About this Recording
8.570408 - BAJORAS: Symphony No. 2 / Suite of Verbs / Prelude and Toccata / The Sign

Music for Strings


Feliksas Romualdas Bajoras began his musical training in Kaunas with Vincas Bacevičius, the father of two eminent composers, Grażyna Bacewicz and Vytautas Bacevičius. After graduating from the Lithuanian State Conservatory (now the Lithuanian Academy of Music and Theatre) as a violinist in 1957, he joined the Philharmonic Symphony Orchestra (now the Lithuanian National Symphony Orchestra) and soon tried his hand in composing popular songs for light music orchestra, a genre favoured by the establishment of the time. The taste of creative work incited him to pursue professional studies in composition under Prof. Julius Juzeliūnas; he completed such studies in 1963. Even after he turned to 'serious' music, Bajoras continued writing popular songs occasionally, and performed them himself quite often.

Bajoras' works seem somewhat autobiographical. One significant influence in his music comes from Lithuanian folk songs. Bajoras values the manner of singing, regional dialects and semantics over the melody. For him melody is encoded in 'articulation' which in turn represents the most authentic human emotional experience.

From the outset of his career, Bajoras took active interest in modern compositional techniques, including dodecaphony and aleatory. However, he never embraced such techniques in an orthodox manner. What really lies at the core of his music, are his interests in the expressive potential of a melody, the meaning of a musical phrase, dialogue between melodies, the overall language and its meaning. Melodic structures in his music appear as prominent signs or symbols of a musical discourse. Such 'narratives' abound in Bajoras' works: in his opera Lamb of God (that the soviet Lithuanian Opera and Ballet Theatre once refused to stage due to ideological reasons), oratorios (The Raising of the Bell and Under This Roof), orchestral works, cantatas, sacred works, songs and chamber pieces. Each work bears a programmatic title and develops a certain theme, and captures the composer's vision.

Bajoras' Symphony No. 2, "Stalactites" (Stalactites) from 1970 is a typical example of his programme music. It is like a diary in sound of his first trip to the former Czechoslovakia, in which he jotted down all his impressions and thoughts. From the very start the sounds of the rattling train invoke images of the real world: Tatra Mountains, Castles, Lidice, Jewish Cemetery, among others. The work ends with a homecoming motif in an aleatoric section which suggests the flow of memories wherein each instrument plays its individual melody. At the very end a grim ostinato takes over, re-enacting the clatter of Soviet tanks on the streets of Prague.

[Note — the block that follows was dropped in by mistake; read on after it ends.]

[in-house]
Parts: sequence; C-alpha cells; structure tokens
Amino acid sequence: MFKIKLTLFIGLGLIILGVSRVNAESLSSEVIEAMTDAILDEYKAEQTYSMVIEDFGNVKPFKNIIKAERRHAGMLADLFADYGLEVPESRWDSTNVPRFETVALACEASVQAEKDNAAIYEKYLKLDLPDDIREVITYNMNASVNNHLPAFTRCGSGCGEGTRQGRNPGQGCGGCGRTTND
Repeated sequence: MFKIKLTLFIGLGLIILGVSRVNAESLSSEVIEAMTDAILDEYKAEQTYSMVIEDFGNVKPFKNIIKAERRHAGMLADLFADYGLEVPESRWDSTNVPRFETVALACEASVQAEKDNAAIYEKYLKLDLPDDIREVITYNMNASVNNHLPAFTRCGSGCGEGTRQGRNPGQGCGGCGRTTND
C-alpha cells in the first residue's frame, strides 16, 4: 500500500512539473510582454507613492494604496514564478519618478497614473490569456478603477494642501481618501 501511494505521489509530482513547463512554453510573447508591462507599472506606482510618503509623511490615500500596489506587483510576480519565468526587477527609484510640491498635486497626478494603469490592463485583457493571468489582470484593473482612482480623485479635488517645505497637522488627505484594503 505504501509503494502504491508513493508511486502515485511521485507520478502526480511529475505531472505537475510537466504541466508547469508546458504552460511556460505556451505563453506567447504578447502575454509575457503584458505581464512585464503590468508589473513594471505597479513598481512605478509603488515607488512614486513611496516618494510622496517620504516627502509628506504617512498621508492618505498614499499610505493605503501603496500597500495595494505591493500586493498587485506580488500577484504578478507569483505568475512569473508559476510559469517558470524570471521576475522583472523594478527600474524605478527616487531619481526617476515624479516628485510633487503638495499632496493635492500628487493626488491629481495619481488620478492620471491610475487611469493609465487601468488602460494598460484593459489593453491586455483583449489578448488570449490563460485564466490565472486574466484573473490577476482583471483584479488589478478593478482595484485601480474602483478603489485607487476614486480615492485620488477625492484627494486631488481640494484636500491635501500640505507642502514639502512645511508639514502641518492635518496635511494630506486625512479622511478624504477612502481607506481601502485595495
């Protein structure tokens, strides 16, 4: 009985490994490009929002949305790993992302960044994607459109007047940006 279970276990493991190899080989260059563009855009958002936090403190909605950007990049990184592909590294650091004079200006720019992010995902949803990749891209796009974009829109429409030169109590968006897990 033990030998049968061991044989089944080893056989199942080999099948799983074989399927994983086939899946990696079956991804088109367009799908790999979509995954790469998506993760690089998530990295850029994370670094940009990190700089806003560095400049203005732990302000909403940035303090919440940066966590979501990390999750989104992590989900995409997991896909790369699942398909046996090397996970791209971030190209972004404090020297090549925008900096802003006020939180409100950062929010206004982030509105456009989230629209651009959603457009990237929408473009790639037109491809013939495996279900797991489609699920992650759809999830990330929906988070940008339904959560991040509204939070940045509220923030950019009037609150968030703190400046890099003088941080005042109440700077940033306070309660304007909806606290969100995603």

Suite of Verbs (1966) is one of Bajoras' early works, typical of his anti-romantic agenda at the time. The composer relies here on the structural possibilities of the twelve-tone row, and creates a simple sequence of seven scenes: coming, thinking, raging, admiring, suffering, dancing and leaving.

Prelude and Toccata (1967) continue in the stylistic and conceptual vein of the Suite of Verbs. The Prelude, with its naïve and innocent melody, invokes an emotional state without romantic sensuality. The Toccata, with its explicit gestures and drive, is a typical scherzo game whose lustre is somewhat tarnished by Soviet-like gloom and irony.

Zenklas (The Sign) for strings, percussion and voice (1996) was written in memory of the poet Mindaugas Tomonis (1940–1975), who displeased the KGB and died, mysteriously, during the Soviet years. The work is set to one of Tomonis' poems. It is a mournful piece for victims of resistance, evoking the terrifying spiritual reality of those days. It shows the power of Bajoras' melodic writing at its best, approximating that of Samuel Barber in his Adagio. A short soprano solo in the final section, which can be understood as both an epitaph and a ray of hope, concludes the entire development of broad melodic lines with great effect.

Donatas Katkus
English translation by Irena Jomantienė


Close the window